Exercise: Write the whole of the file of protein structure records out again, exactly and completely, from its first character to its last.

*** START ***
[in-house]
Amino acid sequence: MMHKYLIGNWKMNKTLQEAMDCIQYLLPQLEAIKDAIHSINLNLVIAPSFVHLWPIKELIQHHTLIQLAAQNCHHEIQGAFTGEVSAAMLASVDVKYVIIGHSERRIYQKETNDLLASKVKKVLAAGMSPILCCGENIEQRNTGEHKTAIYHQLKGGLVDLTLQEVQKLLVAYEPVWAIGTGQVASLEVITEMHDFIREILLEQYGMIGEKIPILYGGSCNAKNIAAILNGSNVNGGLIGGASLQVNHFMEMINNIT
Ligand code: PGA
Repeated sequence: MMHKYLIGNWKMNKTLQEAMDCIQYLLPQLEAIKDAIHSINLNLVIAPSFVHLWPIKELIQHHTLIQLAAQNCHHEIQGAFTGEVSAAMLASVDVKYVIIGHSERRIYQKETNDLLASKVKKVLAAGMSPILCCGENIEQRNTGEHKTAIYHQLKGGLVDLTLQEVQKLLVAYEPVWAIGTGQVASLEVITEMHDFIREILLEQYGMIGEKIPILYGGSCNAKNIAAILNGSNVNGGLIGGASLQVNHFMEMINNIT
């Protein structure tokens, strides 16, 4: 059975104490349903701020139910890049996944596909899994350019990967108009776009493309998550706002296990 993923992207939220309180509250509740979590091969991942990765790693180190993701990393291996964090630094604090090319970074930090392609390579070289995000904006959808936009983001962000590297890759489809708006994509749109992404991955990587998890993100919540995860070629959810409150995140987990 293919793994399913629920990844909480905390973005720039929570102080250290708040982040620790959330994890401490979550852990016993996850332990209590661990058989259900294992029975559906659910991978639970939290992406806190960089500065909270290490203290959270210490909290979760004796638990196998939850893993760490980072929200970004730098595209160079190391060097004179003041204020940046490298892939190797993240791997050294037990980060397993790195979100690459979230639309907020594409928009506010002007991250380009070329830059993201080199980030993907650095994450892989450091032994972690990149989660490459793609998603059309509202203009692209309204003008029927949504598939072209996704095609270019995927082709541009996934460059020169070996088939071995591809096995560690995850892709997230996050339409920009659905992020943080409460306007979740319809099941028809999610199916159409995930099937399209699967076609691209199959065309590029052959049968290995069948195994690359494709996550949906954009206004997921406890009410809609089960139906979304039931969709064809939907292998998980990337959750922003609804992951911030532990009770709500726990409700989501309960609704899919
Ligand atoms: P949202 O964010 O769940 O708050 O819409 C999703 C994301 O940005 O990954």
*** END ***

[in-house]
Amino acid sequence: MMHKYLIGNWKMNKTLQEAMDCIQYLLPQLEAIKDAIHSINLNLVIAPSFVHLWPIKELIQHHTLIQLAAQNCHHEIQGAFTGEVSAAMLASVDVKYVIIGHSERRIYQKETNDLLASKVKKVLAAGMSPILCCGENIEQRNTGEHKTAIYHQLKGGLVDLTLQEVQKLLVAYEPVWAIGTGQVASLEVITEMHDFIREILLEQYGMIGEKIPILYGGSCNAKNIAAILNGSNVNGGLIGGASLQVNHFMEMINNIT
Ligand code: PGA
Repeated sequence: MMHKYLIGNWKMNKTLQEAMDCIQYLLPQLEAIKDAIHSINLNLVIAPSFVHLWPIKELIQHHTLIQLAAQNCHHEIQGAFTGEVSAAMLASVDVKYVIIGHSERRIYQKETNDLLASKVKKVLAAGMSPILCCGENIEQRNTGEHKTAIYHQLKGGLVDLTLQEVQKLLVAYEPVWAIGTGQVASLEVITEMHDFIREILLEQYGMIGEKIPILYGGSCNAKNIAAILNGSNVNGGLIGGASLQVNHFMEMINNIT
């Protein structure tokens, strides 16, 4: 059975104490349903701020139910890049996944596909899994350019990967108009776009493309998550706002296990 993923992207939220309180509250509740979590091969991942990765790693180190993701990393291996964090630094604090090319970074930090392609390579070289995000904006959808936009983001962000590297890759489809708006994509749109992404991955990587998890993100919540995860070629959810409150995140987990 293919793994399913629920990844909480905390973005720039929570102080250290708040982040620790959330994890401490979550852990016993996850332990209590661990058989259900294992029975559906659910991978639970939290992406806190960089500065909270290490203290959270210490909290979760004796638990196998939850893993760490980072929200970004730098595209160079190391060097004179003041204020940046490298892939190797993240791997050294037990980060397993790195979100690459979230639309907020594409928009506010002007991250380009070329830059993201080199980030993907650095994450892989450091032994972690990149989660490459793609998603059309509202203009692209309204003008029927949504598939072209996704095609270019995927082709541009996934460059020169070996088939071995591809096995560690995850892709997230996050339409920009659905992020943080409460306007979740319809099941028809999610199916159409995930099937399209699967076609691209199959065309590029052959049968290995069948195994690359494709996550949906954009206004997921406890009410809609089960139906979304039931969709064809939907292998998980990337959750922003609804992951911030532990009770709500726990409700989501309960609704899919
Ligand atoms: P949202 O964010 O769940 O708050 O819409 C999703 C994301 O940005 O990954």